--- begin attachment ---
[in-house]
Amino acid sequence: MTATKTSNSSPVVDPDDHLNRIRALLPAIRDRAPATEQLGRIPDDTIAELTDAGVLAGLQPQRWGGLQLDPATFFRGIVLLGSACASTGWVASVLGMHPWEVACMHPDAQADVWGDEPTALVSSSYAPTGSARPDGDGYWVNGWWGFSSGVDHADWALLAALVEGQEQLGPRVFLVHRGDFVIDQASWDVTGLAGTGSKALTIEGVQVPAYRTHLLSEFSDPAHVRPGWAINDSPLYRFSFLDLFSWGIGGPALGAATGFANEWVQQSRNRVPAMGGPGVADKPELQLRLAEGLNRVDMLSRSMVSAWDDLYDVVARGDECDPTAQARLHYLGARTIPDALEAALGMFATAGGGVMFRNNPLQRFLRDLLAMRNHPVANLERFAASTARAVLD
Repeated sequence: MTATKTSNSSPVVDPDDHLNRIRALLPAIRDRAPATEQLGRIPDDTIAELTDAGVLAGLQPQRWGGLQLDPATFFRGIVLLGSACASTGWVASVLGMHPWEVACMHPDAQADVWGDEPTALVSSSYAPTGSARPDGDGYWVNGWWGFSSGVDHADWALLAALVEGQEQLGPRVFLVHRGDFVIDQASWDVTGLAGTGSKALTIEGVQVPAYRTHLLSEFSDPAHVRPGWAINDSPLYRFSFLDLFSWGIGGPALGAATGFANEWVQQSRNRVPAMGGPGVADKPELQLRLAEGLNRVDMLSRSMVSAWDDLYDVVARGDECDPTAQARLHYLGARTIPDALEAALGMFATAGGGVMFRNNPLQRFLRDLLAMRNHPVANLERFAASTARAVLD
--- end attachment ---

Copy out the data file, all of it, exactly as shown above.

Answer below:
[in-house]
Amino acid sequence: MTATKTSNSSPVVDPDDHLNRIRALLPAIRDRAPATEQLGRIPDDTIAELTDAGVLAGLQPQRWGGLQLDPATFFRGIVLLGSACASTGWVASVLGMHPWEVACMHPDAQADVWGDEPTALVSSSYAPTGSARPDGDGYWVNGWWGFSSGVDHADWALLAALVEGQEQLGPRVFLVHRGDFVIDQASWDVTGLAGTGSKALTIEGVQVPAYRTHLLSEFSDPAHVRPGWAINDSPLYRFSFLDLFSWGIGGPALGAATGFANEWVQQSRNRVPAMGGPGVADKPELQLRLAEGLNRVDMLSRSMVSAWDDLYDVVARGDECDPTAQARLHYLGARTIPDALEAALGMFATAGGGVMFRNNPLQRFLRDLLAMRNHPVANLERFAASTARAVLD
Repeated sequence: MTATKTSNSSPVVDPDDHLNRIRALLPAIRDRAPATEQLGRIPDDTIAELTDAGVLAGLQPQRWGGLQLDPATFFRGIVLLGSACASTGWVASVLGMHPWEVACMHPDAQADVWGDEPTALVSSSYAPTGSARPDGDGYWVNGWWGFSSGVDHADWALLAALVEGQEQLGPRVFLVHRGDFVIDQASWDVTGLAGTGSKALTIEGVQVPAYRTHLLSEFSDPAHVRPGWAINDSPLYRFSFLDLFSWGIGGPALGAATGFANEWVQQSRNRVPAMGGPGVADKPELQLRLAEGLNRVDMLSRSMVSAWDDLYDVVARGDECDPTAQARLHYLGARTIPDALEAALGMFATAGGGVMFRNNPLQRFLRDLLAMRNHPVANLERFAASTARAVLD